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Definition Of A Demon

Posted: Fri Mar 15, 2013 11:06 am
by kentpara
In religion and mythology, occultism and folklore, a demon (or daemon, daimon; from Greek daimôn) is a supernatural being described as a spirit; the original neutral Greek word daimon does not carry the negative connotation initially understood by implementation of the (New Testament Greek), and later ascribed to any cognate words sharing the root, originally intended to denote a Spirit or Spiritual being.
In Ancient Near Eastern religions as well as in the derived Abrahamic traditions, including ancient and medieval Christian demonology, a demon is considered an "unclean spirit" which may cause demonic possession, to be addressed with an act of exorcism. In Western occultism and Renaissance magic, which grew out of pagan Greco-Roman, a demon is considered a spiritual entity that may be conjured and controlled. Many of the demons in literature were once fallen angels, however there are many that say that they are born-forged from Hell itself.
The Greek term does not have any connotations of evil or malevolence. In fact, Eudaimonia, literally "good-spiritedness", is a term for "happiness". The term first acquired its now-current evil connotations in the Septuagint translation of the Hebrew Bible, informed by the mythology of the ancient Semitic religions. This connotation was inherited by the Koine text of the New Testament. The medieval and neo-medieval conception of a "demon" in Western civilization (see the Medieval grimoire called the Ars Goetia) derives seamlessly from the ambient popular culture of Late (Roman) Antiquity. Greco-Roman concepts of daemons that passed into Christian culture are discussed in the entry daemon, though it should be duly noted that the term referred only to a spiritual force, not a malevolent supernatural being. The Hellenistic "daemon" eventually came to include many Semitic and Near Eastern gods as evaluated by Christianity.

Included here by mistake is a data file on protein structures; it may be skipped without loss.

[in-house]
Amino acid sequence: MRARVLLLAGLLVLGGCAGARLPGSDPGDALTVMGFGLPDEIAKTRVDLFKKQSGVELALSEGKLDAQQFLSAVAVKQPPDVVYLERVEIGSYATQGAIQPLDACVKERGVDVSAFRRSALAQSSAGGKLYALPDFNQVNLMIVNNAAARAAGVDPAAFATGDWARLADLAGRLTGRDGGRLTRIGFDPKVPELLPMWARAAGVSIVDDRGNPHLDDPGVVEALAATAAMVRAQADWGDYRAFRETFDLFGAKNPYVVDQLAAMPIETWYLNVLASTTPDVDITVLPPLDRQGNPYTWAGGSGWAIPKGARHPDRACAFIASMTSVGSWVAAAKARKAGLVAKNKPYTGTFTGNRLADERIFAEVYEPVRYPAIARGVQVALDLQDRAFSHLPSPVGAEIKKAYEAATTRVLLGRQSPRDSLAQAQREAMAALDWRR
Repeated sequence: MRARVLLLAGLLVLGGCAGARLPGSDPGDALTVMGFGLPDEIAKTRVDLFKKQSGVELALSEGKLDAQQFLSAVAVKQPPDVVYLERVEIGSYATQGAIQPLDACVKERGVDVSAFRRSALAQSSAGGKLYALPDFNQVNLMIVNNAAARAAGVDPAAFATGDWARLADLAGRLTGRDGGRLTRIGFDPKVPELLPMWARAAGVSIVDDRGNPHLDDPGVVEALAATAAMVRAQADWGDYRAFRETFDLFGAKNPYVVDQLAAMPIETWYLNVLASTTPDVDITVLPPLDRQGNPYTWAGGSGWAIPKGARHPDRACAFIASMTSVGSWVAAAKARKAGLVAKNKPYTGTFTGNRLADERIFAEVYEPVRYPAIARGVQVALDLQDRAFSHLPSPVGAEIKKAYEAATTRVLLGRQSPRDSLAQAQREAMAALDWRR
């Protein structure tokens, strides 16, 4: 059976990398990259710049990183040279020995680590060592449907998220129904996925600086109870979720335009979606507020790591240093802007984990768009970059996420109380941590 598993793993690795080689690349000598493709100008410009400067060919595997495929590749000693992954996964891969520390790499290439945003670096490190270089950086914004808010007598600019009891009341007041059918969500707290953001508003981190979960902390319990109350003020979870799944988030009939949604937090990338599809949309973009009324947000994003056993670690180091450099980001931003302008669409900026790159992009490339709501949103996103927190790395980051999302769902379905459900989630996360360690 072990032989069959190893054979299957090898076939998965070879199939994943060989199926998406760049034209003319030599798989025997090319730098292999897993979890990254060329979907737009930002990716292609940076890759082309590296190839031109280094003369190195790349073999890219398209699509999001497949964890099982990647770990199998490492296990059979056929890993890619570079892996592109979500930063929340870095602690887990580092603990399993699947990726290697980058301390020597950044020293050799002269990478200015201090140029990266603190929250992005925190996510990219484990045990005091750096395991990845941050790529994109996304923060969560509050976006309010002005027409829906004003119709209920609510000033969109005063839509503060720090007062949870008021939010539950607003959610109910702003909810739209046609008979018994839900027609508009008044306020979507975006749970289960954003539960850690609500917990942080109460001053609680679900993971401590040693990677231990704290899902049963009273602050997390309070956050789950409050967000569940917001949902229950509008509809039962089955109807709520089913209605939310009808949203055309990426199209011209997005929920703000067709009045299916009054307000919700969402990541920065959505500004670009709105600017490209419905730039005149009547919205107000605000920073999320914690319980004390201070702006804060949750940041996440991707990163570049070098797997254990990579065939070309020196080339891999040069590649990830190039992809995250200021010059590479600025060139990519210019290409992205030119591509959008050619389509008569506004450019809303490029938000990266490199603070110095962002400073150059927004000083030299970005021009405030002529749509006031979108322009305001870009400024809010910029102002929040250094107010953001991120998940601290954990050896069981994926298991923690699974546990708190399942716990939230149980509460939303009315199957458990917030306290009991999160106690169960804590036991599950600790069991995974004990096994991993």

The supposed existence of demons is an important concept in many modern religions[who?] and occultist traditions. In some present-day cultures, demons are still feared in popular superstition, largely due to their alleged power to possess living creatures. In the contemporary Western occultist tradition (perhaps epitomized by the work of Aleister Crowley), a demon, such as Choronzon, the "Demon of the Abyss", is a useful metaphor for certain inner psychological processes ("inner demons"), though some may also regard it as an objectively real phenomenon. Some scholars believe that large portions of the demonology (see Asmodai) of Judaism, a key influence on Christianity and Islam, originated in Zoroastrianism, and were transferred to Judaism during the Persian era.

Psychologist Wilhelm Wundt remarks that "among the activities attributed by myths all over the world to demons, the harmful predominate, so that in popular belief bad demons are clearly older than good ones."
Sigmund Freud develops on this idea and claims that the concept of demons was derived from the important relation of the living to the dead: "The fact that demons are always regarded as the spirits of those who have died recently shows better than anything the influence of mourning on the origin of the belief in demons."

M. Scott Peck, an American psychiatrist, wrote two books on the subject, People of the Lie: The Hope For Healing Human Evil and Glimpses of the Devil: A Psychiatrist's Personal Accounts of Possession, Exorcism, and Redemption.

Peck describes in some detail several cases involving his patients. In People of the Lie: The Hope For Healing Human Evil he gives some identifying characteristics for evil persons whom he classifies as having a character disorder. In Glimpses of the Devil, A Psychiatrist's Personal Accounts of Possession, Exorcism, and Redemption Peck goes into significant detail describing how he became interested in exorcism in order to debunk the "myth" of possession by evil spirits–only to be convinced otherwise after encountering two cases which did not fit into any category known to psychology or psychiatry. Peck came to the conclusion that possession was a rare phenomenon related to evil. Possessed people are not actually evil; they are doing battle with the forces of evil. His observations on these cases are listed in the Diagnostic and Statistical Manual of Mental Disorders of the American Psychiatric Association.

Although Peck's earlier work was met with widespread popular acceptance, his work on the topics of evil and possession has generated significant debate and derision. Much was made of his association with (and admiration for) the controversial Malachi Martin, a Roman Catholic priest and a former Jesuit, despite the fact that Peck consistently called Martin a liar and manipulator. Other criticisms leveled against Peck include misdiagnoses based upon a lack of knowledge regarding dissociative identity disorder (formerly known as multiple personality disorder), and a claim that he had transgressed the boundaries of professional ethics by attempting to persuade his patients into accepting Christianity.

Grabbed From The Wikipedia